The not beginning and ending the movie with the same image, damn it. Those images are there, but a few minutes to either side, weird!

But, really, the biggest problem with the film is I feel like they Didn’t Get It, for several reasons. Namely:

1) It fetishized the violence. This is a seriously violent movie. Most of that violence is in the comic, but it is very very different in a comic than in a movie — especially when the movie tends to use that speed-up, then slow-mo down technique for the action. Movies also have sound effects (you can hear shit breaking and tearing, yes), which the comic resolutely did not have.

2) It fetishized the heroes. Jon is built nearly like Ah-nold (and/or John Holmes, depending on the angle). Dan doesn’t look like a broke-down middle-aged man. Everyone has Batman-Style fake muscles and all that. Only Rorschach fit my idea of being what he should be: being nearly-shockingly puny in size compared to the others.

3) Most of the “world building” is thrown out the window — cigarettes aren’t any different (not that we see ANY in the world, but still), nor do there appear to be cheap electric cars or any of that. OK, there’s still a Gunga Diner, I guess, OK.

4) Dan and Laurie are explicitly still super-heroes at the end — they even talk about taking Archie out. Yikes, NO.

5) The Final threat isn’t the giant squid attacking New York for that 9/11 moment, but “‘Dr. Manhattan’ attacks the WORLD”, yet only with Tricky Dick leading the change. Like, OK, lets assume Jon does go nuts and kill people… what the fuck could you POSSIBLY do to band together to stop him? That works even less as an ending, thematically. Esp. when Dan has that dumb fucking ass line about “We’ll be OK as long as everything thinks Jon is still watching” or whatever.

No, no, no, and no. Have you ever READ the book, guys?

Here’s what gets me: this is very much a perfect adaptation of WATCHMEN in several ways — there are places where you’re going to go “Ooh, NAILED it”, but they go far enough from theme and incident that the human-ness in the story is a distant second to the spectacle and a literal read of the plot.

As I’ve said: no one reveres WATCHMEN for its plot — it is its construction and characterization* that we marvel at.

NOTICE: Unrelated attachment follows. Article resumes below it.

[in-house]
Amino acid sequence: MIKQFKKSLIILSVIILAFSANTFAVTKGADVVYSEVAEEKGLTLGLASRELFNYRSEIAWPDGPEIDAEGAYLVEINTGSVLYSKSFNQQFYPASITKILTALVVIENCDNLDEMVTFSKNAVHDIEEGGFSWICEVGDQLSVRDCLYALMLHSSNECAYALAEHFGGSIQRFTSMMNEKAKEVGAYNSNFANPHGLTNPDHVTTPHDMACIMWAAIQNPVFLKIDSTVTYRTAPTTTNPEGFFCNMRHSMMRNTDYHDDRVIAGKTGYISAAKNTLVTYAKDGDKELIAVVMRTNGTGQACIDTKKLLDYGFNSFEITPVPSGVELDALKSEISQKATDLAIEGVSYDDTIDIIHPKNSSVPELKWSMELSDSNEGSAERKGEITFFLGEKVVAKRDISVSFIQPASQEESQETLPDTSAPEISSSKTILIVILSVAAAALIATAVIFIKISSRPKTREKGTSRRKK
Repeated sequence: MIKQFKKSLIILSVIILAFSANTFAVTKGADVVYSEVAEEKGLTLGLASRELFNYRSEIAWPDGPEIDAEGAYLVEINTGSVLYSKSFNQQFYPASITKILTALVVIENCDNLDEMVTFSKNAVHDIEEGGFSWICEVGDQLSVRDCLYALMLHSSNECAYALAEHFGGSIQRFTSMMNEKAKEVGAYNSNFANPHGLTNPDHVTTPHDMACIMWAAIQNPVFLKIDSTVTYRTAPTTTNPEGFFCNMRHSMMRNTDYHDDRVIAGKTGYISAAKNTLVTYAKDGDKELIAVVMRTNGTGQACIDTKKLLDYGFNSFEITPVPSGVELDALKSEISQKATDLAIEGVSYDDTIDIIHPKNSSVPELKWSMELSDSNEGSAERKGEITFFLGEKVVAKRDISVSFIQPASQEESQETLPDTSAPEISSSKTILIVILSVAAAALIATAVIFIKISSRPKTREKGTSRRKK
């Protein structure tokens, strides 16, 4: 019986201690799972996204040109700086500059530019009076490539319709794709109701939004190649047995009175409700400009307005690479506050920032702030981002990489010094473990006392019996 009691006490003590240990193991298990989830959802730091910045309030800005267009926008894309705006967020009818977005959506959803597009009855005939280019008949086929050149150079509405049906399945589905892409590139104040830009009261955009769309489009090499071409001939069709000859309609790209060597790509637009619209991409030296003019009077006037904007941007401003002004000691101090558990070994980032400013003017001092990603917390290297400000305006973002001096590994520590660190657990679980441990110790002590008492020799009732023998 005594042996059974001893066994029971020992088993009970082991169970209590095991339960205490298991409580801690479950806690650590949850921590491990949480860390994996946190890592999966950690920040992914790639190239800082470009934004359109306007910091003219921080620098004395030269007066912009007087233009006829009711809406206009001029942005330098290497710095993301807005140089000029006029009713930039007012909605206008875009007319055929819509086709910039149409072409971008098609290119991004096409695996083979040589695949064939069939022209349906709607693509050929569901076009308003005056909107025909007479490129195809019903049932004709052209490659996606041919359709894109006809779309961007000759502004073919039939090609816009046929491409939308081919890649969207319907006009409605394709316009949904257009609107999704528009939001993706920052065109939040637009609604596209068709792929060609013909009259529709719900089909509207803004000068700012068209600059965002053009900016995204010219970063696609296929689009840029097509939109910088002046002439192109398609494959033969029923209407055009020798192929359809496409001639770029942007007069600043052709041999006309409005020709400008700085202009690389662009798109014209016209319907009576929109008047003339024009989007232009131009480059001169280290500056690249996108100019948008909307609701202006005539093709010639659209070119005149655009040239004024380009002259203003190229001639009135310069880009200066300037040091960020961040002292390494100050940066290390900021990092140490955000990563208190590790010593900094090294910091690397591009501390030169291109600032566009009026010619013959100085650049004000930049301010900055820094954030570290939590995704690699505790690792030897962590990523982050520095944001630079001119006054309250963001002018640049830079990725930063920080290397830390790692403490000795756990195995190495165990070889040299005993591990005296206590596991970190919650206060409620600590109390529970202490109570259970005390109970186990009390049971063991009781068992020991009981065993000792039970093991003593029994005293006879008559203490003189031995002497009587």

I hope this does well enough that another 10 million people will seek out the book, I can tell you that, but I also sorta hope it doesn’t make back its production costs, because hacking out a WATCHMEN II is actually almost possible with the new ending.

At the end of the day, I might say this was much like the film version of V FOR VENDETTA — it entertained me reasonably well in the moment of watching it, but I walked out of the theater thinking they had misunderstood the fundamental philosophic underpinnings of the original work.

That opening sequence of “the times they are are a-changin'” with the semi-moving photos and the history of the world really made me think that maybe they made a version of WATCHMEN that while not-the-comic, was also pretty good — that’s a nice opening. But as the film went on and on, I thought it had less and less heart, and I was pretty disgustipated by the end of the film. On the Critic Scale, I’d absolutely call the overall thing an EH.

I can also say this: there’s no reason that I could see to really see it on IMAX. Should be just fine on a normal-sized screen. This isn’t like THE DARK KNIGHT, where there were IMAX-filmed scenes that demand that viewing. In fact, maybe just maybe that added to my sense of “Why all the spectacle?” because the shit was 100 feet high. I honestly might have liked this better on a television screen, really.

So, when you see it, what did YOU think?


* = (Yes, Mr. Lester, that’s more exact)